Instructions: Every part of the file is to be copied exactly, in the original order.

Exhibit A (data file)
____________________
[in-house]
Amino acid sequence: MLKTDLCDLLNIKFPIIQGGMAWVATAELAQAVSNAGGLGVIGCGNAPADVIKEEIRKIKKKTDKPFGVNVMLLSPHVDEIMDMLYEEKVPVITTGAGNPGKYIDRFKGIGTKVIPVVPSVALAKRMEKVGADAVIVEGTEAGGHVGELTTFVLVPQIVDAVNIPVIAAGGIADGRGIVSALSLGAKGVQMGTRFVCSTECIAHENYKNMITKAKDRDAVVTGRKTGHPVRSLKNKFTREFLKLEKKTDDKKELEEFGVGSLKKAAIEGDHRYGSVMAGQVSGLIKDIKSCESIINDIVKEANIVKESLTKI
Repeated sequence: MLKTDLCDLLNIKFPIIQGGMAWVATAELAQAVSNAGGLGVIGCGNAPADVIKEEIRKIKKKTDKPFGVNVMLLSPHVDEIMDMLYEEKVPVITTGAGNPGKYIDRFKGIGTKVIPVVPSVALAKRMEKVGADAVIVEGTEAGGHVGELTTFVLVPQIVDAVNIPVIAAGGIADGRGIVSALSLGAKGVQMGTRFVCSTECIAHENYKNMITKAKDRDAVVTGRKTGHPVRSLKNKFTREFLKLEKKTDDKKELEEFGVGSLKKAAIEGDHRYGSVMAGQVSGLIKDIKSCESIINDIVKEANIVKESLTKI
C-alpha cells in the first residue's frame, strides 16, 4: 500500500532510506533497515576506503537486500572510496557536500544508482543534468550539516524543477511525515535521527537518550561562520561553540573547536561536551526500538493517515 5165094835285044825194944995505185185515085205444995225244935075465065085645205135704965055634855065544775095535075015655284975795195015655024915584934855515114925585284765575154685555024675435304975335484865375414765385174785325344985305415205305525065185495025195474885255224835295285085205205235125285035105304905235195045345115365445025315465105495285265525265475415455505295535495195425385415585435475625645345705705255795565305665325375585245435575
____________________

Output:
[in-house]
Amino acid sequence: MLKTDLCDLLNIKFPIIQGGMAWVATAELAQAVSNAGGLGVIGCGNAPADVIKEEIRKIKKKTDKPFGVNVMLLSPHVDEIMDMLYEEKVPVITTGAGNPGKYIDRFKGIGTKVIPVVPSVALAKRMEKVGADAVIVEGTEAGGHVGELTTFVLVPQIVDAVNIPVIAAGGIADGRGIVSALSLGAKGVQMGTRFVCSTECIAHENYKNMITKAKDRDAVVTGRKTGHPVRSLKNKFTREFLKLEKKTDDKKELEEFGVGSLKKAAIEGDHRYGSVMAGQVSGLIKDIKSCESIINDIVKEANIVKESLTKI
Repeated sequence: MLKTDLCDLLNIKFPIIQGGMAWVATAELAQAVSNAGGLGVIGCGNAPADVIKEEIRKIKKKTDKPFGVNVMLLSPHVDEIMDMLYEEKVPVITTGAGNPGKYIDRFKGIGTKVIPVVPSVALAKRMEKVGADAVIVEGTEAGGHVGELTTFVLVPQIVDAVNIPVIAAGGIADGRGIVSALSLGAKGVQMGTRFVCSTECIAHENYKNMITKAKDRDAVVTGRKTGHPVRSLKNKFTREFLKLEKKTDDKKELEEFGVGSLKKAAIEGDHRYGSVMAGQVSGLIKDIKSCESIINDIVKEANIVKESLTKI
C-alpha cells in the first residue's frame, strides 16, 4: 500500500532510506533497515576506503537486500572510496557536500544508482543534468550539516524543477511525515535521527537518550561562520561553540573547536561536551526500538493517515 5165094835285044825194944995505185185515085205444995225244935075465065085645205135704965055634855065544775095535075015655284975795195015655024915584934855515114925585284765575154685555024675435304975335484865375414765385174785325344985305415205305525065185495025195474885255224835295285085205205235125285035105304905235195045345115365445025315465105495285265525265475415455505295535495195425385415585435475625645345705705255795565305665325375585245435575